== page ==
Top 10 Caddy Replies
10.) Golfer: "Think I'm going to drown myself in the lake."
> Caddy: "Think you can keep your head down that long"?
9.) Golfer: "I'd move Heaven and Earth to break 100 on this course."
> Caddy: "Try Heaven, you've already moved most of the Earth.
8.) Golfer: "Do you think my game is improving"?
> Caddy: "Yes sir, you miss the ball much closer now."
7.) Golfer: "Do you think I can get there with a 5 iron"?
> Caddy: "Eventually."
6.) Golfer: "You've got to be the worst caddy in the world."
> Caddy: "I don't think so, sir. That would be too much of a coincidence."
5.) Golfer: "Please stop checking your watch. It's too much of a distraction."
> Caddy: "It's not a watch, it's a compass."
4.) Golfer: "How do you like my game"?
> Caddy: "Very good, sir, but personally, I prefer golf."
3.) Golfer: "Do you think it's a sin to play on Sunday"?
> Caddy: "The way you play, sir, it's a sin on any day."
2.) Golfer: "This is the worst course I've ever played on."
> Caddy: "This isn't the golf course. We left that an hour ago."
1.) Golfer: "That can't be my ball, it's too old."
> Caddy: "It's been a long time since we teed off, sir."
Knowing the rules can save you strokes...and can cost your opponent strokes.
|Unofficial Golf Rules
Never buy a putter until you’ve had a chance to throw it.
Never try to keep more than 300 separate swing thoughts in your mind during your swing.
When your shot has to carry over a water hazard, you can either hit one more club or two more balls.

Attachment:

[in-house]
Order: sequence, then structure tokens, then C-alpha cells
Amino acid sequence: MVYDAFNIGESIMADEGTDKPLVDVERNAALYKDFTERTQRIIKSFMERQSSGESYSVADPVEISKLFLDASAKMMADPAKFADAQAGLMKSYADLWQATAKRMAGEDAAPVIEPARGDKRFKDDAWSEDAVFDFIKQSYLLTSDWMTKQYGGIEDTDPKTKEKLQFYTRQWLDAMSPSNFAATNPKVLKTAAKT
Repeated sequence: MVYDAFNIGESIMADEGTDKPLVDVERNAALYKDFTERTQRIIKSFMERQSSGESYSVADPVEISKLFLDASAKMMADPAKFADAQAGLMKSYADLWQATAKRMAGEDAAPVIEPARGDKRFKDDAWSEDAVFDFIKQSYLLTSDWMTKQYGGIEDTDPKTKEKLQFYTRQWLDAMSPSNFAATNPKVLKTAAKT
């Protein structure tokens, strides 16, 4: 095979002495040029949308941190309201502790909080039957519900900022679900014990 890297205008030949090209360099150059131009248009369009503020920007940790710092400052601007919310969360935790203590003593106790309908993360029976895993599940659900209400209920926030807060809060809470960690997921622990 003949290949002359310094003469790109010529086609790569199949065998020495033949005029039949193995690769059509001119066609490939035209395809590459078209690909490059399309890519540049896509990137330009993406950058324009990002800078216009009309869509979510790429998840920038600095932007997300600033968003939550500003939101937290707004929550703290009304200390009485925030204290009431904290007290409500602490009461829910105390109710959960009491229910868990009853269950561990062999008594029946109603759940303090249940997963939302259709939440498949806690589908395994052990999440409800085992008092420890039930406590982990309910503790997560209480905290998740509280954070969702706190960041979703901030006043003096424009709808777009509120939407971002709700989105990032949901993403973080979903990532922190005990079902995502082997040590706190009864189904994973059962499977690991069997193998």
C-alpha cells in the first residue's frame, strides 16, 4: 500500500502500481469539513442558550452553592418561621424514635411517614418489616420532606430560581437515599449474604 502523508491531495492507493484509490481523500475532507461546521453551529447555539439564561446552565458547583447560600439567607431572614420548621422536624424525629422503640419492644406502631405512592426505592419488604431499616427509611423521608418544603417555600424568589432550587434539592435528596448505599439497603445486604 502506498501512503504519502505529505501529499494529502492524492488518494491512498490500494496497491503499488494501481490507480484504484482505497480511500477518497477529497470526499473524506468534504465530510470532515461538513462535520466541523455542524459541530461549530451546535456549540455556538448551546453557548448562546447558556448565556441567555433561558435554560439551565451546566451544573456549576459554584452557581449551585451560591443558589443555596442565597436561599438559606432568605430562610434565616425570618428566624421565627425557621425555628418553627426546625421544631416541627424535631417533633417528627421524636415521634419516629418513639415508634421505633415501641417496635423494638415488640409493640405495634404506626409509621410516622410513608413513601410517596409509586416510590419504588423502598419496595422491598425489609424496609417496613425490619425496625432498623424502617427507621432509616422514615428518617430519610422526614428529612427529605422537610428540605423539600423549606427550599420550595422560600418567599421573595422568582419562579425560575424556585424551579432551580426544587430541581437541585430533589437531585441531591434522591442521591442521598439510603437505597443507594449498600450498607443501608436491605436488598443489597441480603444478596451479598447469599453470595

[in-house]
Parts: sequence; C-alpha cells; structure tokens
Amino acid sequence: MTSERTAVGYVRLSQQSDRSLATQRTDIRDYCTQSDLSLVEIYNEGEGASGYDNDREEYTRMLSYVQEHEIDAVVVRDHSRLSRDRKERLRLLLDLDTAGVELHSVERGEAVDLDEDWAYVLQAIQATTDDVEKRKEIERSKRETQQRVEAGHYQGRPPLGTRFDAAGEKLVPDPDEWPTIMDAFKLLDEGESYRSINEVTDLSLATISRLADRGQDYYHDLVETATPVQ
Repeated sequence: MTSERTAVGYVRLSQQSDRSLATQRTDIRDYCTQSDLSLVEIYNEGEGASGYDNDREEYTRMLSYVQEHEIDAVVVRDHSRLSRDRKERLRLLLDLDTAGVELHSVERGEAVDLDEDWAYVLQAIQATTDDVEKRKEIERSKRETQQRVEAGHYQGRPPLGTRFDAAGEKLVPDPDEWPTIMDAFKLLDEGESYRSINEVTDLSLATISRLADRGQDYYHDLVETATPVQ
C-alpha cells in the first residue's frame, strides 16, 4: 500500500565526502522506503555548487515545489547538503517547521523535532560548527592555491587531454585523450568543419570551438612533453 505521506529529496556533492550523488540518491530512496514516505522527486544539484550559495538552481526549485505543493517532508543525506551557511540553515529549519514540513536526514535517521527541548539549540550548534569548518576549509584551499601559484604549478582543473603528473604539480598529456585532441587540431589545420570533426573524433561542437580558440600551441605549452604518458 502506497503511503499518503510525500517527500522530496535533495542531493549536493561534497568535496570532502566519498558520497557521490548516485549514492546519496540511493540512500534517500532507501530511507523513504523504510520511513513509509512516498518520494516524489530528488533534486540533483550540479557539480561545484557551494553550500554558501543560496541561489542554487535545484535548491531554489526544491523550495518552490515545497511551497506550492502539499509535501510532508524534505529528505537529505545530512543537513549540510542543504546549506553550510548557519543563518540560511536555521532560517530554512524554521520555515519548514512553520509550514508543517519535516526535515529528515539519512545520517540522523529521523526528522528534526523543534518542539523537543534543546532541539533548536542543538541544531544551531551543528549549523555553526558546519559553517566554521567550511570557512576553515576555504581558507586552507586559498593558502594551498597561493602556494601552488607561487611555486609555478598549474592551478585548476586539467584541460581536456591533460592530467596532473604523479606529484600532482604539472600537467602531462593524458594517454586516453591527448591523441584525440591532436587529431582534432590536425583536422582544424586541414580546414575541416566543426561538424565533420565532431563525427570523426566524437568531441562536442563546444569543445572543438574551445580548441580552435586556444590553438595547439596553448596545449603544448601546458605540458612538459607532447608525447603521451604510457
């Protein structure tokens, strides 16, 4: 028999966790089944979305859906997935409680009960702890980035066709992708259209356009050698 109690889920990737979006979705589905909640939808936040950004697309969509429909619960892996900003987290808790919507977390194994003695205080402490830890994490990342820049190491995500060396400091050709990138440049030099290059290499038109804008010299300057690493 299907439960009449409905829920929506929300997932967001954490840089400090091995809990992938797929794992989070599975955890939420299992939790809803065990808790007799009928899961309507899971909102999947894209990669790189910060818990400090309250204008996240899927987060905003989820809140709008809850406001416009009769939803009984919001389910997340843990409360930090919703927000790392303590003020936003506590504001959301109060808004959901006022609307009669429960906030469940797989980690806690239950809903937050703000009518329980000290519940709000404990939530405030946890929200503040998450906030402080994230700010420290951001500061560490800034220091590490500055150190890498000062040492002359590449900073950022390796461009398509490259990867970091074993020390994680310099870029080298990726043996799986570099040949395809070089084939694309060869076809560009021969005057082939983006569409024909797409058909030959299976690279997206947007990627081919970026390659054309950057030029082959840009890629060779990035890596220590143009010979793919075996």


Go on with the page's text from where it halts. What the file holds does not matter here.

If you’re afraid a full shot might reach the green while the foursome ahead is still putting, you have two options: you can immediately shank a lay-up, or you can wait until the green clears and then top a ball halfway there.
The less skilled the player the more likely he is to share his ideas about the golf swing.
No matter how bad you’re playing, it’s always possible to play worse.
Everyone replaces his divot after a perfect approach shot.
It’s surprisingly easy to hole a 10-foot putt… for a 10.
The shortest distance between two points on a golf course is a straight line that passes directly through the center of a very large tree.
You can hit a two-acre fairway 10% of the time and a two inch branch 90% of the time.
If you really want to get better at golf, you need to go back and take it up at a much earlier age.
Since bad shots come in groups of three, a fourth bad shot is actually the beginning of the next group of three.
Every time a golfer makes a birdie, he must subsequently make two triple bogeys to restore the fundamental equilibrium of the universe.
There are two things you can learn by stopping your back-swing at the top and checking the position of your hands: 1. how many hands you have, and 2. which one is wearing the glove.
Hazards attract. Fairways repel.
A ball you can see in the rough from 50 yards away is not yours.
If there is a ball on the fringe and a ball in the bunker, your ball is the one in the bunker. If both balls are in the bunker, yours is in the footprint.
Golf balls are like eggs. They’re white. They’re sold by the dozen. And you probably need to buy fresh ones each week.
If your opponent has trouble remembering whether he shot a six or a seven, he probably shot an eight.
It takes longer to learn to be a good golfer than it does to become a brain surgeon. On the other hand, you don’t get to ride around on a cart, drink beer, eat hot dogs, and fart, if you’re performing brain surgery!
The New Rules: Today's Tour dawdlers need a good slap upside the head
No matter how much you love golf, there are some things about watching it on TV that probably make you want to empty a full clip into your new flatscreen plasma.
Like lines on the ball for a start. Who started that crap? I suspect one of those short-game gurus who convince players to approach every shot as if it were a blindfolded tightrope walk over a pit filled with runoff from John Daly's RV.